Live View

While live view on DSLRs still often looks like something that has been bolted on after a last minute request from the marketing department (for instance, in most cases the AF is so slow that it's not usable at all for moving subjects), the GH1 is a camera that has been designed around live view from the beginning and it shows. With the dedicated Micro Four Thirds lenses the GH1's contrast detect AF is as quick as the 'traditional' phase detect systems on most DSLRs. Operation is always coherent and not too dissimilar to Panasonic's compact cameras.

Live view display modes

On the GH1 you can chose between a viewfinder and LCD type display and you can set those independently for the EVF and the rear LCD. Commendably, the behavior in all screen modes is remarkably consistent - the command dial controls exposure compensation in most 'scene' modes, or one of the shooting parameters in the 'P, A, S and M' modes. In these modes, pressing the command dial toggles to control exposure compensation, the other shooting shooting parameter or program shift, depending on the mode. Accessing the other settings just requires pressing the Q.Menu button at which point the arrow keys or command dial allow navigation and a press of the 'set' button or command dial engages the setting.

Note that not all settings are available in all modes (Scene modes and Intelligent Auto modes have a reduced set of options).

LCD mode with detailed shooting information and histogram Viewfinder mode with detailed shooting information

No shooting information Grid type I
Grid type II Grid type III

One really neat feature is the ability to position the live histogram anywhere in the frame. You can also add framing guides (including custom guides you position yourself).

Live view magnification

Just as in playback mode you can magnify live view by pressing the enlarge button (or back out again with reduce). While magnified you can use the multi-controller to move around the live image.

The live view can, naturally, be magnified.

Live view Depth-of-Field preview

One very useful feature is depth-of-field (DOF) preview. When the DOF preview button is pressed the camera stops the lens down to the selected aperture which provides you with an accurate representation of the depth-of-field of the final image. This system has advantages over the optical viewfinder in that it doesn't darken and can correctly represent the effects of large maximum apertures.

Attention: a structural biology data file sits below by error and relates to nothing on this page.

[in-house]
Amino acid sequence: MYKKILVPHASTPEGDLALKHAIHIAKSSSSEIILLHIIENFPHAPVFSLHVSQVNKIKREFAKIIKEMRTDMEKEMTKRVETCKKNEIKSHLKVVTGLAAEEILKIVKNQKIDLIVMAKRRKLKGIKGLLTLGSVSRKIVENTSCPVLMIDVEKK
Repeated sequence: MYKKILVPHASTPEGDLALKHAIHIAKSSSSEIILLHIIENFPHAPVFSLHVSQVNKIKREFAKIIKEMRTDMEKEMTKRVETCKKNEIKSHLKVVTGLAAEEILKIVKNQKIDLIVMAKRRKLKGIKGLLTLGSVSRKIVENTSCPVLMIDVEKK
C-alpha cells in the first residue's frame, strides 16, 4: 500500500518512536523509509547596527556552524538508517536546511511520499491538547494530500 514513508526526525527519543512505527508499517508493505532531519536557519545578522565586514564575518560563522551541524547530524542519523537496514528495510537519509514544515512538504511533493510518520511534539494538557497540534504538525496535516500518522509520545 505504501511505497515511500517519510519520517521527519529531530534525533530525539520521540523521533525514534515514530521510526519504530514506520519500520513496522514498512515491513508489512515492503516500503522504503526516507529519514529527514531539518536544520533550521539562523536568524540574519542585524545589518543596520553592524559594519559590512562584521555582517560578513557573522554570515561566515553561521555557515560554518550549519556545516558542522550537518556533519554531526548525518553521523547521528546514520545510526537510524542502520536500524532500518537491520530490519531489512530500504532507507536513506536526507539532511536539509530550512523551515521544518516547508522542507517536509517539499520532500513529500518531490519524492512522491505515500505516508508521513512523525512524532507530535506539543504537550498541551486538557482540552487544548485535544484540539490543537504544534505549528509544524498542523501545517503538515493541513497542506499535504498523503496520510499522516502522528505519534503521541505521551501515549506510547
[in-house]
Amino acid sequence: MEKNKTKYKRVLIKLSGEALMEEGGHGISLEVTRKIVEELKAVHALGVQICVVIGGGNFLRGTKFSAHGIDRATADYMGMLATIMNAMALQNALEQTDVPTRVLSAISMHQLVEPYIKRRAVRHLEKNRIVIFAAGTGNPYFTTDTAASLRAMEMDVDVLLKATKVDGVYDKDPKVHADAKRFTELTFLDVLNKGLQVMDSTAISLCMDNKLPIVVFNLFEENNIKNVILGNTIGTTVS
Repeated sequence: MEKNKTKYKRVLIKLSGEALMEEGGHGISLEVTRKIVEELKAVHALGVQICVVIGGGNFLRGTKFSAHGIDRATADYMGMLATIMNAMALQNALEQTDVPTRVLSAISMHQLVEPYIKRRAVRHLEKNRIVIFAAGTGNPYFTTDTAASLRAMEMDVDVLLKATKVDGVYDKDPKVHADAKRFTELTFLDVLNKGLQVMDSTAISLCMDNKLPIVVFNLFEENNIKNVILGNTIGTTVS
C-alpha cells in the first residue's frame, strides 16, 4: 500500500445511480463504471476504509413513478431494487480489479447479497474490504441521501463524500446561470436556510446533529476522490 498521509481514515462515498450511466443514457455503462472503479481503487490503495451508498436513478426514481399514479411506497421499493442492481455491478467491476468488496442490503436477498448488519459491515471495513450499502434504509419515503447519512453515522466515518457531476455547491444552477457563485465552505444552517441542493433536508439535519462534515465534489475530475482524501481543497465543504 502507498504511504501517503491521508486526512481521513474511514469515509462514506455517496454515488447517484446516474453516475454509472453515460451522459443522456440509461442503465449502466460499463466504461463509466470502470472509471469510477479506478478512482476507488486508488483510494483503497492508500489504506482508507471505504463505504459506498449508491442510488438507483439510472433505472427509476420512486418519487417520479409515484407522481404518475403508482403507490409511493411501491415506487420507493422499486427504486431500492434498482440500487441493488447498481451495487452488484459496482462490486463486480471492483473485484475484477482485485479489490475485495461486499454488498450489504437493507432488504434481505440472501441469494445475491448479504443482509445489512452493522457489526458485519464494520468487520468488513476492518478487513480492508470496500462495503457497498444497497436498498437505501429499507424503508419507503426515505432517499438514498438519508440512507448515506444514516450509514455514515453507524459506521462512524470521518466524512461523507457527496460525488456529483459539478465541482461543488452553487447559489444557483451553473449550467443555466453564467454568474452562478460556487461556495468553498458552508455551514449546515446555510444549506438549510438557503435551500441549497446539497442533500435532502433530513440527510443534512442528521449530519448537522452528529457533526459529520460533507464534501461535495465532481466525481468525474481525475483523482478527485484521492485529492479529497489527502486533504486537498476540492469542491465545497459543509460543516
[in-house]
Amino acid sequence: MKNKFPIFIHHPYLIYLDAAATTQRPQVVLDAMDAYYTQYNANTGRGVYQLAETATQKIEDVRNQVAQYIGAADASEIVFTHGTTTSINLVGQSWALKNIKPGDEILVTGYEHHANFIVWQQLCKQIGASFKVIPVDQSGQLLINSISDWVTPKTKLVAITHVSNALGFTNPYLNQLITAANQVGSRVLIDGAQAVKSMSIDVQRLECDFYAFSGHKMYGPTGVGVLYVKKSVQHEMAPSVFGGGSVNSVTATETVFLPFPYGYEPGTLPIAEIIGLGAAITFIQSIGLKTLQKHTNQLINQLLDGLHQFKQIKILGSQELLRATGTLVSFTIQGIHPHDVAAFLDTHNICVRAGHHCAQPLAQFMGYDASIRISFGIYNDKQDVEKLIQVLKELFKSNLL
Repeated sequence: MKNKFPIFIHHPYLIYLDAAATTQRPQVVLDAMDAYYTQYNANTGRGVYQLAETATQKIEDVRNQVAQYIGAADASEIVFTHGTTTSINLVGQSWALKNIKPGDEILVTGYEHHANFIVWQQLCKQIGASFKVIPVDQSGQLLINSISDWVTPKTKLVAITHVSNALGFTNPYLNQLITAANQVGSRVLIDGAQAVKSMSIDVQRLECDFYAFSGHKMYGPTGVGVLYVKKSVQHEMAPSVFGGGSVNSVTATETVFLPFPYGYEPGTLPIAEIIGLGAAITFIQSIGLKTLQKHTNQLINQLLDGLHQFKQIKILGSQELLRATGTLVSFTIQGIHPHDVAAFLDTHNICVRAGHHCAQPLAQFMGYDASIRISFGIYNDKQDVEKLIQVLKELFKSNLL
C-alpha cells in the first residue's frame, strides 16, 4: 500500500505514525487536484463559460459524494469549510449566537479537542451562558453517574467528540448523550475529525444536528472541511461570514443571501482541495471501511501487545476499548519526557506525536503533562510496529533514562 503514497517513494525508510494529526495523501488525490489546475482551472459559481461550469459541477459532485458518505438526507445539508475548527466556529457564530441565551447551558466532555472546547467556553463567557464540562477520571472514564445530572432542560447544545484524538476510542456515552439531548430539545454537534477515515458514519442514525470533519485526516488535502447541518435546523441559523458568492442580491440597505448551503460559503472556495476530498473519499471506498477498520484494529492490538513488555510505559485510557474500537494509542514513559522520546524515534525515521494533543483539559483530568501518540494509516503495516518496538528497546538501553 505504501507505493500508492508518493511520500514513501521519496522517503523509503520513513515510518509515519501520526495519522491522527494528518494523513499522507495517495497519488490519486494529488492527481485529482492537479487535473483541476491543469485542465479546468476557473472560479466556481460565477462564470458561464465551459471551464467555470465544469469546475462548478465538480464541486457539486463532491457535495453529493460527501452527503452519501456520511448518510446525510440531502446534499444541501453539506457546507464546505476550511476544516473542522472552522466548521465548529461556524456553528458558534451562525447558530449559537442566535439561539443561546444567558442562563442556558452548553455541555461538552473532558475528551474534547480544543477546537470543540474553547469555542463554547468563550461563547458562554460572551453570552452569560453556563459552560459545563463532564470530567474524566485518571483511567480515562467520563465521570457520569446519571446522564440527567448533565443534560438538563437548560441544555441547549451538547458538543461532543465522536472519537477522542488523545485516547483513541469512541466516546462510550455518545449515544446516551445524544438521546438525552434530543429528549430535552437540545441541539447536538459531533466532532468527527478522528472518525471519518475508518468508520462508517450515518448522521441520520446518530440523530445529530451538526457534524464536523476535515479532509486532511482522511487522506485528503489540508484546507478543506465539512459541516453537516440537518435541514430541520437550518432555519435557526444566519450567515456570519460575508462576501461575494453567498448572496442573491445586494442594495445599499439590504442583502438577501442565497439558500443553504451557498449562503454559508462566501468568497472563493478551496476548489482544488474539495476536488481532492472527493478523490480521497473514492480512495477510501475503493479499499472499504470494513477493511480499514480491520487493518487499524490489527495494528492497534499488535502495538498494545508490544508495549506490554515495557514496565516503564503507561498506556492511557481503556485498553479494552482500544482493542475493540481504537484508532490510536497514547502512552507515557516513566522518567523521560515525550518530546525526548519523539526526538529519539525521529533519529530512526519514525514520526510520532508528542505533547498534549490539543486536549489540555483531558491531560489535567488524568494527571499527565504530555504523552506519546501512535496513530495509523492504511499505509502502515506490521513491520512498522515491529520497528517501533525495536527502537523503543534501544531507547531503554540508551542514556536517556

One totally unique (as far as we know) feature is the G1/GH1's shutter speed effect preview. This changes the refresh rate of the live view to mimic the shutter speed selected, producing a fairly accurate representation of how blurred subject movement will be in the final shot. This is exactly the kind of feature that shows how a truly 'ground up' digital camera system can offer significant advantages over the current crop of 'one foot in the past' digital SLRs.

Normal Live View DOF preview button held at F22
Press Display to preview the effect of the current shutter speed (here the spinning players appear as a total blur). This isn't a still; it's a live view with blurring.

Other options

The introduction of live view to SLRs has seen an increase in the prevalence of compact camera-like features and the ability to preview parameter changes on the image. The GH1, as a live view only system camera, has more than its fair share of toys and (inevitably, this being Panasonic) a plethora of scene and subject modes.

Pressing the Film Mode button brings up this menu from where you can choose one of six color and three black & white color modes. In each case you can also change the contrast, sharpness, saturation (color modes only) and noise reduction in 5 steps (from -2 to +2). There are two 'My Film' memory registers for creating and saving custom color modes. A final 'Multi Film' mode offers film mode 'bracketing' (up to three shots in your choice of film mode). My Color mode (accessed from the main mode dial) offers a quick way to experiment with three tonal parameters; Color (hue), Brightness and Saturation. In each case you get an 11 step (-5 to +5) range to play with.
As with most recent Panasonic compacts there are five 'Advanced Scene Modes' (again accessed from the mode dial) - Portrait, Scenery, Sports, Close-up and Night Portrait. Each of these has four or five sub sections with more specialized subject modes. With any scene mode selected pressing the DISPLAY button brings up a short description of the mode. The Scene mode (SCN on the mode dial) offers five rather specialized options: Sunset, Party, Baby 1, Baby 2 and Pet (the last three give the option to overlay the age of the child or chihuahua on the shot).

Contrast Detect AF